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‘Killzone Shadow Fall’ proves to be bold, brilliant successor

By Cameron M. Bray ’16

 8.5 out of 10.

Make no mistake when I say I was genuinely and pleasantly surprised by “Killzone Shadow Fall.”

It was just like finding a $5 bill on the sidewalk—completely unexpected, but pleasant nonetheless.

Developed by Guerrilla Games and published by Sony Computer Entertainment, “Killzone Shadow Fall” is a first-person shooter for the PlayStation 4.

It recounts the events following the previous game, “Killzone 3.”

The year is 2390.

The war between the Vektans and the Helghast—two diametrically opposed races of humans—ended around 30 years ago when global armageddon known as “The Terracide” devastated the planet Helghan, rendering it uninhabitable.

The Vektans had won the war at a great price. An uneasy peace was arranged.

The Helghast survivors were given refuge on the planet Vekta and were allowed to colonize half the planet—New Helghan.

Soon after, a massive security structure known as “The Wall” was constructed to separate the two civilizations due to continual resentment towards one another.

Tensions between the Vektans and the Helghast, however, are at an all-time high now.

A small branch of the ISA’s special forces, the Shadow Marshal maintain the tenuous peace between the two civilizations.

You are one of them.

You play Lucas Kellan, an orphaned Shadow Marshal serving under the command of Thomas Sinclair, a Shadow Marshal and a father figure to Kellan.

Throughout his exploits, Kellan repeatedly encounters a mysterious half-breed named Echo.

Together, they share the mutual desire to prevent imminent war and form a lasting peace between the Vektans and the Helghast.

Overall, the story is palatable, though a bit muddled and occasionally nonsensical.

The game’s aesthetics vary quite profoundly from its predecessors.

Before, “Killzone” was a bleak, “war-is-hell” kind of game, painted with a mélange of grays and browns.

Now, “Killzone Shadow Fall” has turned colorful with variegated environments and textures, and explores a setting that heavily reminiscences the Cold War.

Vekta and New Helghan symbolize the United States and the Soviet Union while “The Wall” clearly represents the Berlin Wall.

It is an interesting twist on the entire series that works well.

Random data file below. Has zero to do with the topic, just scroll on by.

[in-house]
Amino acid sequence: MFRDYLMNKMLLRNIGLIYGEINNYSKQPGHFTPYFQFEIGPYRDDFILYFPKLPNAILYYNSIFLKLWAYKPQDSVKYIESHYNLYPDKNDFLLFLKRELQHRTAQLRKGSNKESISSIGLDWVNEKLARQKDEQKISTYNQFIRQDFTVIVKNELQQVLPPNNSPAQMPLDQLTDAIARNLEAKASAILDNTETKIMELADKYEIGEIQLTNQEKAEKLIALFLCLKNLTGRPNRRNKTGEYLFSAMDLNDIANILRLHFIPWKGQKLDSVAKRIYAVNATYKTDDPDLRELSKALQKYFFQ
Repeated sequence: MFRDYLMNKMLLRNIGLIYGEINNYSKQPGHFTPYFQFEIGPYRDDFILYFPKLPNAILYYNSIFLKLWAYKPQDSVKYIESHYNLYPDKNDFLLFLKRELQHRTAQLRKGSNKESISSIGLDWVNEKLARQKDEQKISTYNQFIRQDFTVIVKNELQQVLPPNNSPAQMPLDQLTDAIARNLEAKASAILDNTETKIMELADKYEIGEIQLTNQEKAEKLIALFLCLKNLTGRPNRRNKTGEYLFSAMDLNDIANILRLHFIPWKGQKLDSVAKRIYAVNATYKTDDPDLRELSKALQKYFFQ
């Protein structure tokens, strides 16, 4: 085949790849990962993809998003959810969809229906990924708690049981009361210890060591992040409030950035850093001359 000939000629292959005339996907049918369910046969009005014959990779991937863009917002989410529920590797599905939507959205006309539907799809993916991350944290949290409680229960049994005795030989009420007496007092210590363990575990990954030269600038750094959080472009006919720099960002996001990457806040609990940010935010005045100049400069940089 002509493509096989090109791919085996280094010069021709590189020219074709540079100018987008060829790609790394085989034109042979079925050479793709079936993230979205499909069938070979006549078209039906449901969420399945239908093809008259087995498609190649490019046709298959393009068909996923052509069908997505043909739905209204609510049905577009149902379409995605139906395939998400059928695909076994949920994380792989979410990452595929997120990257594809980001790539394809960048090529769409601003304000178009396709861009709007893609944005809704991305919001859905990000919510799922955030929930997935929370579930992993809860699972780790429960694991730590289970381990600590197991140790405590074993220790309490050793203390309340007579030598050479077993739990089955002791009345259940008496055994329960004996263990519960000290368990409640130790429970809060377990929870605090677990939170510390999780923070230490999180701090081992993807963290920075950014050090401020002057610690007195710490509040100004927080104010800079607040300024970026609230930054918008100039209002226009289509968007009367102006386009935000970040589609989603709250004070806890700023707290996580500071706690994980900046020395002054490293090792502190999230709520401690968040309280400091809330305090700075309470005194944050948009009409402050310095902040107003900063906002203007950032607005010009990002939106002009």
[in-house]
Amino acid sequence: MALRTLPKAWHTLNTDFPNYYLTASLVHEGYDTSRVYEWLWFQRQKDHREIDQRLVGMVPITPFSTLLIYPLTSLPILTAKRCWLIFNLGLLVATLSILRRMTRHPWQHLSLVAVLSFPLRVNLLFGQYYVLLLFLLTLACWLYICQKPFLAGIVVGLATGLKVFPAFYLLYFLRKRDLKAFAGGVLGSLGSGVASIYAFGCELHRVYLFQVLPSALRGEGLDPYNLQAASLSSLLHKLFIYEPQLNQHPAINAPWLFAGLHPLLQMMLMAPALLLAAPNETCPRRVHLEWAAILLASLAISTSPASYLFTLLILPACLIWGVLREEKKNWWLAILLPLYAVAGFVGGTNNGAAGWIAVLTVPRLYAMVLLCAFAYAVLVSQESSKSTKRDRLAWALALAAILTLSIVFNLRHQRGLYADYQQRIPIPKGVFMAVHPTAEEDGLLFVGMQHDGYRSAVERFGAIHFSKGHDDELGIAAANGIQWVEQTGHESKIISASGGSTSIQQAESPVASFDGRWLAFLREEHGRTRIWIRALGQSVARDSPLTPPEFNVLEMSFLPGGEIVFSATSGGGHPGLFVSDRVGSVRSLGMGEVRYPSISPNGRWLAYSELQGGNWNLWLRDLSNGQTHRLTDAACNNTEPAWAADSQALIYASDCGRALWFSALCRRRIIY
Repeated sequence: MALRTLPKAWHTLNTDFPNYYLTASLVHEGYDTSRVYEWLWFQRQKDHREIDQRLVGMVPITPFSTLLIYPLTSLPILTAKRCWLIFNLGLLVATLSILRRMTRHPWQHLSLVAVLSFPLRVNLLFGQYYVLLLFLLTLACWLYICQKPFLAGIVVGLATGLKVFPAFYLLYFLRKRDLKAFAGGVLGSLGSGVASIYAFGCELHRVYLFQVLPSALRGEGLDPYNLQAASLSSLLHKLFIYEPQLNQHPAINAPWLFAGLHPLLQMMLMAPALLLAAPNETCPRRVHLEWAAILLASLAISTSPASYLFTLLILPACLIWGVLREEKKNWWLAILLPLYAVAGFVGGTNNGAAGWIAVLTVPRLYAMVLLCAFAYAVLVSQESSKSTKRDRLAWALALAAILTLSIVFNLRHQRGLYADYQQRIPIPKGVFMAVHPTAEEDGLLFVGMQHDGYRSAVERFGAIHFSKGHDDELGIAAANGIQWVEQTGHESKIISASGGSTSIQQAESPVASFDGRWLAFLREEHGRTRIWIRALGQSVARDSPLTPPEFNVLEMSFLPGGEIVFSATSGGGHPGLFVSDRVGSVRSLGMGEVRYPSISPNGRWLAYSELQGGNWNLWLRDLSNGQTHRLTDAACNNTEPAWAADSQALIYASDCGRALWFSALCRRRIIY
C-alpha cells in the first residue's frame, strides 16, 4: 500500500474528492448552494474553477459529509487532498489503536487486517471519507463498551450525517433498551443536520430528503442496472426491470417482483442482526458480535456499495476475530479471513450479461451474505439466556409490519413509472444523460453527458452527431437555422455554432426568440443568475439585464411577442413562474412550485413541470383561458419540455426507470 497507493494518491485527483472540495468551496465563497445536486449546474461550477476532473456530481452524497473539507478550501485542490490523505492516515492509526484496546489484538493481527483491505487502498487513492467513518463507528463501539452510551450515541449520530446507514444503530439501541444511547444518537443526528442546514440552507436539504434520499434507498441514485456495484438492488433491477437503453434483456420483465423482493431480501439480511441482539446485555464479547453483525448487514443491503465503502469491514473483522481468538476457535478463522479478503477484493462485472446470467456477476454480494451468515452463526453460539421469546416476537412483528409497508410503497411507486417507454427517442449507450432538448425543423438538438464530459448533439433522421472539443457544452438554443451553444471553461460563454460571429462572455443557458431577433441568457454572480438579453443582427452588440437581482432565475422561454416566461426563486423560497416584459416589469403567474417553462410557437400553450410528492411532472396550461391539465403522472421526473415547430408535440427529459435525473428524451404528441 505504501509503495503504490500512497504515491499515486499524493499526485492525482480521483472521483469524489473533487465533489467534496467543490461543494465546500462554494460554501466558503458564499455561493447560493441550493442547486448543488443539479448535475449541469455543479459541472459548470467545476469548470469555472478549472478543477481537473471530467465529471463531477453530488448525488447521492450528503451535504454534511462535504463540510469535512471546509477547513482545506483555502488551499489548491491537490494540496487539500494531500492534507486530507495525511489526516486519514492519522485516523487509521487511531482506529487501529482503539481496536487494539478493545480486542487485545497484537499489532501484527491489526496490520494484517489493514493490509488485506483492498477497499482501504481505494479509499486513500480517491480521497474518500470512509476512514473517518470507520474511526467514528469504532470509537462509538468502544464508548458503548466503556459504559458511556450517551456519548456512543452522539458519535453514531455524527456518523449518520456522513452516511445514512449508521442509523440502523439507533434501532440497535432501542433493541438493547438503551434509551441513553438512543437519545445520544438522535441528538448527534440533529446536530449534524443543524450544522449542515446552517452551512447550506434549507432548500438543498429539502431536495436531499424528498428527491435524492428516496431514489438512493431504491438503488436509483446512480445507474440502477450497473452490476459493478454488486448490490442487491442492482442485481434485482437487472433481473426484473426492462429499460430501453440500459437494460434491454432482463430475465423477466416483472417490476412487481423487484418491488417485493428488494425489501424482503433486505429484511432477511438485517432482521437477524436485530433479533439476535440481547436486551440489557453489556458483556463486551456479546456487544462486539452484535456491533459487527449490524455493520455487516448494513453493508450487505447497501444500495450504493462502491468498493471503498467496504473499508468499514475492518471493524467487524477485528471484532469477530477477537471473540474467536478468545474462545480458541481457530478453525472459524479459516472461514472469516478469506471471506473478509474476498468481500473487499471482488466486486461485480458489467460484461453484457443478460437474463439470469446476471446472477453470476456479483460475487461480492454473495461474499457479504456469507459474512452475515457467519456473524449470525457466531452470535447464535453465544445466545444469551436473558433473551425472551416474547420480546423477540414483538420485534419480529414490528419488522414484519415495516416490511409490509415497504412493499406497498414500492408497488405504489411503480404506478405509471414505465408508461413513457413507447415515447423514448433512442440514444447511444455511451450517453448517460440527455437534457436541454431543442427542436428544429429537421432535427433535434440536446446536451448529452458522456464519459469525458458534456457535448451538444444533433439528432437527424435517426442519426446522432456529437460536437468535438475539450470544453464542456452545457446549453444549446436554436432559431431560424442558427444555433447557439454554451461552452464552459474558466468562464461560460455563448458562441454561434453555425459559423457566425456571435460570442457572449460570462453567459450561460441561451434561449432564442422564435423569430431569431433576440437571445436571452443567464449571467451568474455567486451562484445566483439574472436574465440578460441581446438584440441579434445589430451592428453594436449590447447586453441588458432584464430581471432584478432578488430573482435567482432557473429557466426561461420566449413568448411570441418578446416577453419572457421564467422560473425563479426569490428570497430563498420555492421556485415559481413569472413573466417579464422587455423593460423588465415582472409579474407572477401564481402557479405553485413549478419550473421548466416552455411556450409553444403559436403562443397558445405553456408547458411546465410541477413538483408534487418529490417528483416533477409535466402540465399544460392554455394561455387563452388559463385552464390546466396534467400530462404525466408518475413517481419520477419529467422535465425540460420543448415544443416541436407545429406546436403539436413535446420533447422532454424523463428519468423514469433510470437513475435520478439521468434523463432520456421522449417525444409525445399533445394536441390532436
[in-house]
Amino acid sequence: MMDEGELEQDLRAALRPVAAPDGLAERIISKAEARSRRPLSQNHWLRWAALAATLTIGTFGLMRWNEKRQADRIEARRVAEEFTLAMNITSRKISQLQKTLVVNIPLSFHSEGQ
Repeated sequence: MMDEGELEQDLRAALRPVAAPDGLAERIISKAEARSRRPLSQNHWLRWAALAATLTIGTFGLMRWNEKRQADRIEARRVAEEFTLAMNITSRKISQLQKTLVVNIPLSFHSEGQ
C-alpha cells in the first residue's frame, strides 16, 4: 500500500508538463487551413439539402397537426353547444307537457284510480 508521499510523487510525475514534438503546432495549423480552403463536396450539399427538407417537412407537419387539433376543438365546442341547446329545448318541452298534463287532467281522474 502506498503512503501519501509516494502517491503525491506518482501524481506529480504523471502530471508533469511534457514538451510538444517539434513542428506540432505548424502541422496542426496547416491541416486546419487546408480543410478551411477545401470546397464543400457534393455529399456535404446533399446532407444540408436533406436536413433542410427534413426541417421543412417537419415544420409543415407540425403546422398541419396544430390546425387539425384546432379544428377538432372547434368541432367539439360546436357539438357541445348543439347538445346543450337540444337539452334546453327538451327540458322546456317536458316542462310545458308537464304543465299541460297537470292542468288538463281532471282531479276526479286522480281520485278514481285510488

In terms of gameplay, “Killzone Shadow Fall” is also sound.

Guns fire, grenades explode, and the bad guys fall down. It is all very familiar until your personal robot companion, the OWL, is introduced.

The OWL performs a variety of functions.

Upon command, it hacks alarms and computers, stuns and shoots enemies, blocks gunfire as a shield, provides healing adrenaline and functions as a zip line, which is awesome by the way.

The OWL is an interesting feature and it’s zip line ability really makes the levels feel more sprawling and ripe for exploration.

Despite all these exaltations, I do have a few complaints about the single player mode.

Throughout the campaign, there are several sections that involve quasi-puzzle-solving and platforming.

They all share one thing in common: they are absolutely terrible.

Moreover, the enemy AI occasionally stutters and glitches.

On more than one occasion, gormless enemies would just stare at me as if they had forgotten who I was and how guns work.

These are only minor quibbles though.

Besides the campaign, the multiplayer also works great.

The multiplayer boasts a healthy variety of game modes and maps, all of which are exceptional.

Warzone is my favorite game mode, and I actually kind of enjoyed making my own levels.

Overall, “Killzone Shadow Fall” is the best kind of sequel.

“Killzone Shadow Fall” takes the already-successful “Killzone” formula and experiments with it, ultimately crafting an excellent campaign and a stellar multiplayer, and for that it receives a 8.5 out of 10.

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